Out on the ride, I was all alone, and suffering.  In a situation like this you can’t help but second guess yourself.  It’s human nature.  Could I have done this that or the other and would that have made the difference?  By the time we hit King City I was a zombie.  I got swept at mile 93 for lagging behind.  My legs couldn’t ride any harder.  And there was no one to talk to about this.  And I was beyond exhaustion.  I went to bed and was out within about 40 seconds.

The next morning I got up and received the email with the funeral arrangements.  Strangely that made everything real.  Until they buried her she wasn’t really dead right?  It was a mistake, the autopsy wasn’t done yet.  Maybe it was just someone that looked like her that was in her house vacuuming her son’s room.  The mind is a funny thing.  As I walked away from the gear trucks I had tears in my eyes.  I wasn’t crying, just teared up.  I was kind of alone where I was walking.  A man was walking the other direction.  I recognized him as one of the guys from Rest Stop 4.  The Rest Stop 4 boys are the prettiest, most buff, most creative, best fundraisers on the ride.  They are the cool kids.  I’d seen this guy around but never really spoke to him.  He walked right up to me and gave me a big hug.  That’s the kind of community that’s out on the ride.  He didn’t know what was going on, he didn’t ask.  Later that day, he was the star of the show in San Miguel.

smoking drag queen


As funny as these guys are, they have huge hearts.  Every one of them.  The Roadies are amazing.

Later when we pulled into Paso, I decided to stop by medical to make sure the new bike seat wasn’t causing any bad problems.  At this point I was pretty much sleep walking.  And I’d cracked the rim on my wheel.  They got a nurse who apparently had been on 9 rides and was the queen of saddle related conditions.  It turned into this weird thing.  The conversation veered immediately away from the issue at hand, my ass, and went all over the board, and I wasn’t driving.  Then she says “My brother died last week.”  I said “I’m sorry for your loss.”  She said “It’s okay, my family dynamics are pretty weird and I’m good with it.”  We talked briefly about her brother and the fact that she had called and spoke to him recently and they were “clean” to use her term.  It seemed kind of odd to me.  Then she looks me in the eye and says “What is it?”  And it all came out.  In particular the fact that Princess called three times in her last two weeks and I didn’t return a single call.  And then it all came out.   Her brother was bi-polar.  And when it was all said and done, I know I did the right thing as difficult as it was.  And I know why she was “clean” with her brother.  And I woke up the next day and rode better than I had ridden all week.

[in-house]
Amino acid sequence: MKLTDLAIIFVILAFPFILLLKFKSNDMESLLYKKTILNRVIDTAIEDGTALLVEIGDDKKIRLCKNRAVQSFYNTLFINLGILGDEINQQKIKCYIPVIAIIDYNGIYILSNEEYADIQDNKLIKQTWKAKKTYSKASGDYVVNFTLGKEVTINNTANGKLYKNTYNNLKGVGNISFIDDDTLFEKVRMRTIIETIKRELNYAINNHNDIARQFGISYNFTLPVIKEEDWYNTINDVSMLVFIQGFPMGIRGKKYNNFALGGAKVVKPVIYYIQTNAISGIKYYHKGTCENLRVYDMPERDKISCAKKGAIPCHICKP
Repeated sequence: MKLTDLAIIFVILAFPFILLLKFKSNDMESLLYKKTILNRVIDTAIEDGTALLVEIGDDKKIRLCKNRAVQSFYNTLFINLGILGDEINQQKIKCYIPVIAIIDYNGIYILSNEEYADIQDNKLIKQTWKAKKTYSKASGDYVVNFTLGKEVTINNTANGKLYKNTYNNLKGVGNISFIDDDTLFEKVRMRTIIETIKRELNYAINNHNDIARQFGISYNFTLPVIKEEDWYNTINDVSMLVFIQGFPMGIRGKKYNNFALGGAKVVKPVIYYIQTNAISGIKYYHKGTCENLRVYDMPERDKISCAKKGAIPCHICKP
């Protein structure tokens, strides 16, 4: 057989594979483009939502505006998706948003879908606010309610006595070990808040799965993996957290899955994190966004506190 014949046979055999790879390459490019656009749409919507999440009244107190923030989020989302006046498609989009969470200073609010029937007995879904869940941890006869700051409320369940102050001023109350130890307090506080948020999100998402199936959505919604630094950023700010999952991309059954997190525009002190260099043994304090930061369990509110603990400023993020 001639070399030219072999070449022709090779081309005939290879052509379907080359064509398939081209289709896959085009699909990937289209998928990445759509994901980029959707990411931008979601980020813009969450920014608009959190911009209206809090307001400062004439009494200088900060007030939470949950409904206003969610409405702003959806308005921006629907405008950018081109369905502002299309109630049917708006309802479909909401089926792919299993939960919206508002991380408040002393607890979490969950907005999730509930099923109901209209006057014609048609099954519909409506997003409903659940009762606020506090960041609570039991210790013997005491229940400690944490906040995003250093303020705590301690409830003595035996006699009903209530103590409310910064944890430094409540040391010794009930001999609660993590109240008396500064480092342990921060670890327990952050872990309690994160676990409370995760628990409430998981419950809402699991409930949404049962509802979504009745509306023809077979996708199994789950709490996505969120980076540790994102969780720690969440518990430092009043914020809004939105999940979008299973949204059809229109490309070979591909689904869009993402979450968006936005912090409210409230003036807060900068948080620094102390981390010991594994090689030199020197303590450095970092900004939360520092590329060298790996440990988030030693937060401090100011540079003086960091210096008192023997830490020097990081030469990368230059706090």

There’s a bunch of our friends who don’t understand the depth of Princess’ illness.  They have all sorts of excuses or theories.  She beat breast cancer in the late 90’s.  The chemo did something to her heart which is what killed her.  They think the hallucinations that are occasionally symptomatic of the adema caused the whacky behavior.  To me that cheapens the battle she fought.  It was epic.  She died because she didn’t have health insurance, she hadn’t worked in years and she didn’t have the medication she needed to stop the congestive heart failure.   She couldn’t work with her illness, she couldn’t get health insurance and she died alone in a home that the bank took bank and an investor now owns.  She died in a home never wanted to leave.  And now she never will.


One Comment

  • dolphyngyrl

    The shitty thing about mental illness is that, even if you have the skills, the tools, and the money, you just can’t fix someone who doesn’t feel broken.

    Godspeed, Princess.